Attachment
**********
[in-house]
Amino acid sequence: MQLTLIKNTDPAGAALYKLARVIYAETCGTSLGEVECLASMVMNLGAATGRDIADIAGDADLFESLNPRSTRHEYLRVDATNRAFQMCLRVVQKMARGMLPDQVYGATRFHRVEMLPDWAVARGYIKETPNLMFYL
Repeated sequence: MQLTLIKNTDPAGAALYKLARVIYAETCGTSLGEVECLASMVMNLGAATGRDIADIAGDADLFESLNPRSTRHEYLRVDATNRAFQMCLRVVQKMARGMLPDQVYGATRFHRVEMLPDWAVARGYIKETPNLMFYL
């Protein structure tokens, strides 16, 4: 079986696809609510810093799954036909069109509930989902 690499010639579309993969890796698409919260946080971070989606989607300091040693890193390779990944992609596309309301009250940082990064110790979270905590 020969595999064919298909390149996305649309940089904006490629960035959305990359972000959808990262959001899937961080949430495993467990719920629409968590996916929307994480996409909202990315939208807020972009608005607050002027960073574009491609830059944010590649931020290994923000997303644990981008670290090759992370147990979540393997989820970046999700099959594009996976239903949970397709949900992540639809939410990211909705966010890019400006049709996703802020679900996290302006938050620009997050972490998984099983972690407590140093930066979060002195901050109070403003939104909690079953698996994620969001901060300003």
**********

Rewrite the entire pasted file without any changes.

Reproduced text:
[in-house]
Amino acid sequence: MQLTLIKNTDPAGAALYKLARVIYAETCGTSLGEVECLASMVMNLGAATGRDIADIAGDADLFESLNPRSTRHEYLRVDATNRAFQMCLRVVQKMARGMLPDQVYGATRFHRVEMLPDWAVARGYIKETPNLMFYL
Repeated sequence: MQLTLIKNTDPAGAALYKLARVIYAETCGTSLGEVECLASMVMNLGAATGRDIADIAGDADLFESLNPRSTRHEYLRVDATNRAFQMCLRVVQKMARGMLPDQVYGATRFHRVEMLPDWAVARGYIKETPNLMFYL
């Protein structure tokens, strides 16, 4: 079986696809609510810093799954036909069109509930989902 690499010639579309993969890796698409919260946080971070989606989607300091040693890193390779990944992609596309309301009250940082990064110790979270905590 020969595999064919298909390149996305649309940089904006490629960035959305990359972000959808990262959001899937961080949430495993467990719920629409968590996916929307994480996409909202990315939208807020972009608005607050002027960073574009491609830059944010590649931020290994923000997303644990981008670290090759992370147990979540393997989820970046999700099959594009996976239903949970397709949900992540639809939410990211909705966010890019400006049709996703802020679900996290302006938050620009997050972490998984099983972690407590140093930066979060002195901050109070403003939104909690079953698996994620969001901060300003």